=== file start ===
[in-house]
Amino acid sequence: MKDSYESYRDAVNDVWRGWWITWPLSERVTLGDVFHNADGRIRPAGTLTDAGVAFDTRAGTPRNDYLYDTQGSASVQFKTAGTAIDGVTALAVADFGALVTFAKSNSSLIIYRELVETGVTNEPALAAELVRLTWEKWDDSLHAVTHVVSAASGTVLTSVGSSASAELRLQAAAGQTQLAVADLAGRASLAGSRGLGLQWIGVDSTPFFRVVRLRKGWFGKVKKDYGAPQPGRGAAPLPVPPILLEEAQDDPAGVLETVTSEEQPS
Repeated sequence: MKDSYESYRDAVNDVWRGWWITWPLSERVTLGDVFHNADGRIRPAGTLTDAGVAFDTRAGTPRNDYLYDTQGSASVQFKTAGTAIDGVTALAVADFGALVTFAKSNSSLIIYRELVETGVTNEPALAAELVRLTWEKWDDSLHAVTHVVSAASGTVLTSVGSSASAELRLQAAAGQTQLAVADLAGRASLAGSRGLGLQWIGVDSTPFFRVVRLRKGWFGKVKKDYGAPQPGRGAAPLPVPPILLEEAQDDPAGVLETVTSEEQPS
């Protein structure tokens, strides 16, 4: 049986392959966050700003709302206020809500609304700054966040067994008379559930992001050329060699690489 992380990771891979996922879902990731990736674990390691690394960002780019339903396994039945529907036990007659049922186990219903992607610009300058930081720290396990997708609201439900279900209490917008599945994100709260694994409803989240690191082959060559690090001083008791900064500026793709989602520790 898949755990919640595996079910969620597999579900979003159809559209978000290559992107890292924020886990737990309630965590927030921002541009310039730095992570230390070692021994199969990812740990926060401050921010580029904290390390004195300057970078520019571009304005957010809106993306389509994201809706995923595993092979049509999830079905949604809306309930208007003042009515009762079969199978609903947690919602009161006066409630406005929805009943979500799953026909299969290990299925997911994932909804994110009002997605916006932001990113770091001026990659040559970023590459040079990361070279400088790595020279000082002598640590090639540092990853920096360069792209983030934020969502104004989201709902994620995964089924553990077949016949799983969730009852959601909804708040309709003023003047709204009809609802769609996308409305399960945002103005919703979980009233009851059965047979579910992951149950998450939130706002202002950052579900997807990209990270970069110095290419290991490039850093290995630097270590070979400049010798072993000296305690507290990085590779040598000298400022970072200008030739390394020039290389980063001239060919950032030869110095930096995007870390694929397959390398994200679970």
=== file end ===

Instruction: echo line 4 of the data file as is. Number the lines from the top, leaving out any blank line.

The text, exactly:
């Protein structure tokens, strides 16, 4: 049986392959966050700003709302206020809500609304700054966040067994008379559930992001050329060699690489 992380990771891979996922879902990731990736674990390691690394960002780019339903396994039945529907036990007659049922186990219903992607610009300058930081720290396990997708609201439900279900209490917008599945994100709260694994409803989240690191082959060559690090001083008791900064500026793709989602520790 898949755990919640595996079910969620597999579900979003159809559209978000290559992107890292924020886990737990309630965590927030921002541009310039730095992570230390070692021994199969990812740990926060401050921010580029904290390390004195300057970078520019571009304005957010809106993306389509994201809706995923595993092979049509999830079905949604809306309930208007003042009515009762079969199978609903947690919602009161006066409630406005929805009943979500799953026909299969290990299925997911994932909804994110009002997605916006932001990113770091001026990659040559970023590459040079990361070279400088790595020279000082002598640590090639540092990853920096360069792209983030934020969502104004989201709902994620995964089924553990077949016949799983969730009852959601909804708040309709003023003047709204009809609802769609996308409305399960945002103005919703979980009233009851059965047979579910992951149950998450939130706002202002950052579900997807990209990270970069110095290419290991490039850093290995630097270590070979400049010798072993000296305690507290990085590779040598000298400022970072200008030739390394020039290389980063001239060919950032030869110095930096995007870390694929397959390398994200679970």